PSCS opens new season with ‘Your Blues’
In choosing its season’s content, Penn State Centre Stage has a legacy of championing deep conversations — some happy, some tragic, but all with a depth that resonates.
Opening with “Your Blues Ain’t Sweet Like Mine” pulls a double whammy — at least. If you were expecting a sendup of some of America’s finest music, yes, there’s mention of it, even a riff on piano. But if “Blues” begins with playful banter calling out the great African American names of music, literature and politics, it migrates way beyond to the precarious, unflattering ground of race and history in America and dares to ask: Who is responsible for America’s past –and its future?
Director Steve Broadnax has assembled and let loose five live wires of the stage for this show, penned by multi-award winning actor-director Ruben Santiago Hudson.
Jordan Cooper and Eric Brian Robinson have an intriguing, edgy chemistry as Judith, the sophisticated white feature writer, and Zeke, her would-be subject, the African American Good Samaritan doing his part to change the world. Make it Judith’s dinner party, sprinkle in Gregory Bennett and Johnique Mitchell, and sparks fly, as racial stereotypes get tossed up and blurred by social station, broken up here and there by lacings of humor.
It’s when we glimpse Wendell B. Franklin, as Zeke’s aging, reclusive mentor, Zebedee, a black World War II veteran, that the power of who we are and what we have experienced are laid bare, like a wound, or maybe a sparkling gem. With all his wisdom, Zebedee makes it clear that it’s not the old, wise ones that will repair America and true its course forward.
The season blazes forward Oct. 3 through 8 with “Sweet Charity,” the tale of Charity Hope Valentine’s gutsy song-and-dance search for the right man at the Fan-Dango Ballroom, while her girlfriends hold out for the better lives they deserve.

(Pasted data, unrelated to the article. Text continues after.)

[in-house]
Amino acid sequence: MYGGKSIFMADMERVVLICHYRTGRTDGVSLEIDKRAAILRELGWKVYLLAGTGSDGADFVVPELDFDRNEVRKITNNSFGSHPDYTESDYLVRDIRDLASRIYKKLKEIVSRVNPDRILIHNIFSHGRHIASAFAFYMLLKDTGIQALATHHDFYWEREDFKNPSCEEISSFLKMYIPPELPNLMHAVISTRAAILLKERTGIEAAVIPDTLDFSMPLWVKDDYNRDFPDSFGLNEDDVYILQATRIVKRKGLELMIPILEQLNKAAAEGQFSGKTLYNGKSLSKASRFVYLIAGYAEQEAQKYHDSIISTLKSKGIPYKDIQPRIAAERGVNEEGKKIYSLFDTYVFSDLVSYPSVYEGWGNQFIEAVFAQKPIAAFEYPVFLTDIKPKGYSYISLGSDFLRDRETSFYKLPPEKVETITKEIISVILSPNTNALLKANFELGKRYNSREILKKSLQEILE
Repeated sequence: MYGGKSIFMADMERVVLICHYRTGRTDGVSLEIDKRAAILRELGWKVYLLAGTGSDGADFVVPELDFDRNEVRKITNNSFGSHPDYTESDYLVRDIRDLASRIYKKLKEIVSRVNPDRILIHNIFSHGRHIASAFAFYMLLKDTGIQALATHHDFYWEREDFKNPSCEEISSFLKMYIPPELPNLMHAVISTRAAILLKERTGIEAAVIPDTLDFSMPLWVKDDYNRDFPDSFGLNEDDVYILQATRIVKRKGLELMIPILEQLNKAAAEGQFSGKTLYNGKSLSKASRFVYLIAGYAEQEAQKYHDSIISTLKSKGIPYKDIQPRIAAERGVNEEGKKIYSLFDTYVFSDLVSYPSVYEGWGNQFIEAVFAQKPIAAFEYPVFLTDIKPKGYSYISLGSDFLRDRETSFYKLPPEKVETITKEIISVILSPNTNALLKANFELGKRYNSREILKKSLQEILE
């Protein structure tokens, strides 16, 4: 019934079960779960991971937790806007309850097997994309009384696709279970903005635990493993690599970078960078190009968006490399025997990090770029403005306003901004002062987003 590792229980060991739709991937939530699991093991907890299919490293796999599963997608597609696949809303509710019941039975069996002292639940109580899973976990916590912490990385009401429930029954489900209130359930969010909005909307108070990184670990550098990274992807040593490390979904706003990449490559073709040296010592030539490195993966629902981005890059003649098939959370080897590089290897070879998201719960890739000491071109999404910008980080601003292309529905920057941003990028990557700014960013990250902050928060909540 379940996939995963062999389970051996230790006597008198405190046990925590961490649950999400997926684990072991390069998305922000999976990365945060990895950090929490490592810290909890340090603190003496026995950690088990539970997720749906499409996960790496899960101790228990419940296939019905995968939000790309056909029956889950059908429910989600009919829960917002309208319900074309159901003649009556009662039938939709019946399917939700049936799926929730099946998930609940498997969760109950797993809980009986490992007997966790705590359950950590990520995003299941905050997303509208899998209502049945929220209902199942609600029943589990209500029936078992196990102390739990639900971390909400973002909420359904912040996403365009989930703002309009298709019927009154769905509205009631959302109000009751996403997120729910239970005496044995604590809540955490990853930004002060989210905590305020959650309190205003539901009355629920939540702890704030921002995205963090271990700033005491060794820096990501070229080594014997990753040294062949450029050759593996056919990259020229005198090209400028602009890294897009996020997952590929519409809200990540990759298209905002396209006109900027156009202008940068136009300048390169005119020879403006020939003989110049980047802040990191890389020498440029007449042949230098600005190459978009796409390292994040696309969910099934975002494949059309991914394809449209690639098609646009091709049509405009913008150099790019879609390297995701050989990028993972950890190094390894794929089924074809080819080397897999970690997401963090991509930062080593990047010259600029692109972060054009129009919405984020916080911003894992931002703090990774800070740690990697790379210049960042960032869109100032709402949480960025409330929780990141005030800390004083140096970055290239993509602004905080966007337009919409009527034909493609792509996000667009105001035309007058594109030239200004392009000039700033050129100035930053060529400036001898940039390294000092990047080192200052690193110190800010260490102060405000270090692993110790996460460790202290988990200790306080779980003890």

The search theme continues Oct. 24 through Nov. 3 with “Argonautika,” a fresh rendition of Jason’s epic quest for the Golden Fleece, a tale of ambition, deception, danger, love and honor.
PSCS then forges forward on Nov. 15 and 16 with “Cosi Fan Tutte,” a fully produced tragicomic opera with a dazzling Mozart score. Worldly and experienced, Don Alfonso decides to relieve two young friends of their faith in romantic love. He challenges them to a bet, promising that within 24 hours, their fiancees will prove unfaithful, while ultimately the two men break their own hearts and the hearts of their fiancees.
Stagegoers are brought back to modern times Feb. 13 through 24 with Joe Iconis’ nerve-stirring “Love in Hate Nation,” the first project in a new musicals initiative in Penn State Musical Theatre. A writing team visits the junior musical theatre majors each spring, where the students sing for the writers and get to know each other artistically, and the writers depart and write the first draft of a musical. They return throughout the students’ senior year to work on the development of the show, culminating in New York and State College performances. A romance set in a 1960s juvenile hall for girls, “Love” takes “bad girl” movies as the inspiration for a story of young people in a changing America seeking freedom from the limits forged by society.
The season will roar to a dramatic close April 3 to 7 with “Kiss of the Spider Woman.” Winner of the 1993 Tony Award for best musical, “Kiss” follows a homosexual window dresser in prison in a Latin American country for corrupting a minor. His fantasy life behind bars includes the spider woman, who kills with her kiss.